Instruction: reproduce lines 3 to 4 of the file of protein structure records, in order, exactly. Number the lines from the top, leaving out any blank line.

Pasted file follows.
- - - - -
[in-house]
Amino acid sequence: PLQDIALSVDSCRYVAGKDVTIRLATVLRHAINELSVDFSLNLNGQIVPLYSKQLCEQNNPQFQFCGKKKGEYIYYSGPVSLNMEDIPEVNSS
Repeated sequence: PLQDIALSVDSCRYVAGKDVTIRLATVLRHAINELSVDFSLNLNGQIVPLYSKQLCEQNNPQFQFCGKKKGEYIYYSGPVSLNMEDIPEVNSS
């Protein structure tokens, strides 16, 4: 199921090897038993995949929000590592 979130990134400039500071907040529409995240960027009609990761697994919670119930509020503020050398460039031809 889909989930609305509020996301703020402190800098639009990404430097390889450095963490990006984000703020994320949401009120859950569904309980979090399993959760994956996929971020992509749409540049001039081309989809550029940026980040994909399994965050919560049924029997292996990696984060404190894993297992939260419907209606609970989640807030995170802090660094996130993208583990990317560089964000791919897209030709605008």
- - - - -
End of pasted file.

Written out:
Repeated sequence: PLQDIALSVDSCRYVAGKDVTIRLATVLRHAINELSVDFSLNLNGQIVPLYSKQLCEQNNPQFQFCGKKKGEYIYYSGPVSLNMEDIPEVNSS
């Protein structure tokens, strides 16, 4: 199921090897038993995949929000590592 979130990134400039500071907040529409995240960027009609990761697994919670119930509020503020050398460039031809 889909989930609305509020996301703020402190800098639009990404430097390889450095963490990006984000703020994320949401009120859950569904309980979090399993959760994956996929971020992509749409540049001039081309989809550029940026980040994909399994965050919560049924029997292996990696984060404190894993297992939260419907209606609970989640807030995170802090660094996130993208583990990317560089964000791919897209030709605008």